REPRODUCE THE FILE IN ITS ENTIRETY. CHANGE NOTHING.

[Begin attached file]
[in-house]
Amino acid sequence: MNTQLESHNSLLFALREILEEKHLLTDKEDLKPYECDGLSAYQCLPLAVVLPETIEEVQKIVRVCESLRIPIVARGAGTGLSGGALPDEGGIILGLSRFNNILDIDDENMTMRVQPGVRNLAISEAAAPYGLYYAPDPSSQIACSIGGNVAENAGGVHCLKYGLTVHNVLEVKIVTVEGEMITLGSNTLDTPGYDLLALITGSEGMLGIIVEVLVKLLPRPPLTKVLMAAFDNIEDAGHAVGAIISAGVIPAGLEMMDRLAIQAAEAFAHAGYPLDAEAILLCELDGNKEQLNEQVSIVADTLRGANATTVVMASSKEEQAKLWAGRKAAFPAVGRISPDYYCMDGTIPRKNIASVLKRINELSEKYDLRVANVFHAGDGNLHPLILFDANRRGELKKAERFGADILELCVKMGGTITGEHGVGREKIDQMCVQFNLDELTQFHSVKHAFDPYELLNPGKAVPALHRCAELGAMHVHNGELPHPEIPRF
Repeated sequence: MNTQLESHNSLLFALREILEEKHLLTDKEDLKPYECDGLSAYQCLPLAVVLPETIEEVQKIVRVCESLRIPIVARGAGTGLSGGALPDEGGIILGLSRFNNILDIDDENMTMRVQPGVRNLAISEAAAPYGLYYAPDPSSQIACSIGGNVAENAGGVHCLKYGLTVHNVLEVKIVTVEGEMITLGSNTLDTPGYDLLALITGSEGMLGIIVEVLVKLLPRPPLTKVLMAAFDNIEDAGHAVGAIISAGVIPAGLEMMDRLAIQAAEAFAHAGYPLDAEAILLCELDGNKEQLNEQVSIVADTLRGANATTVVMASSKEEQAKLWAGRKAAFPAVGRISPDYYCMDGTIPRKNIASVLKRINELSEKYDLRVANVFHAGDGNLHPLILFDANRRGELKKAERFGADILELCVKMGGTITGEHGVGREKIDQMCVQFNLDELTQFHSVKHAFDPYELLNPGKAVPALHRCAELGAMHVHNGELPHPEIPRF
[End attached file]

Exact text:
[in-house]
Amino acid sequence: MNTQLESHNSLLFALREILEEKHLLTDKEDLKPYECDGLSAYQCLPLAVVLPETIEEVQKIVRVCESLRIPIVARGAGTGLSGGALPDEGGIILGLSRFNNILDIDDENMTMRVQPGVRNLAISEAAAPYGLYYAPDPSSQIACSIGGNVAENAGGVHCLKYGLTVHNVLEVKIVTVEGEMITLGSNTLDTPGYDLLALITGSEGMLGIIVEVLVKLLPRPPLTKVLMAAFDNIEDAGHAVGAIISAGVIPAGLEMMDRLAIQAAEAFAHAGYPLDAEAILLCELDGNKEQLNEQVSIVADTLRGANATTVVMASSKEEQAKLWAGRKAAFPAVGRISPDYYCMDGTIPRKNIASVLKRINELSEKYDLRVANVFHAGDGNLHPLILFDANRRGELKKAERFGADILELCVKMGGTITGEHGVGREKIDQMCVQFNLDELTQFHSVKHAFDPYELLNPGKAVPALHRCAELGAMHVHNGELPHPEIPRF
Repeated sequence: MNTQLESHNSLLFALREILEEKHLLTDKEDLKPYECDGLSAYQCLPLAVVLPETIEEVQKIVRVCESLRIPIVARGAGTGLSGGALPDEGGIILGLSRFNNILDIDDENMTMRVQPGVRNLAISEAAAPYGLYYAPDPSSQIACSIGGNVAENAGGVHCLKYGLTVHNVLEVKIVTVEGEMITLGSNTLDTPGYDLLALITGSEGMLGIIVEVLVKLLPRPPLTKVLMAAFDNIEDAGHAVGAIISAGVIPAGLEMMDRLAIQAAEAFAHAGYPLDAEAILLCELDGNKEQLNEQVSIVADTLRGANATTVVMASSKEEQAKLWAGRKAAFPAVGRISPDYYCMDGTIPRKNIASVLKRINELSEKYDLRVANVFHAGDGNLHPLILFDANRRGELKKAERFGADILELCVKMGGTITGEHGVGREKIDQMCVQFNLDELTQFHSVKHAFDPYELLNPGKAVPALHRCAELGAMHVHNGELPHPEIPRF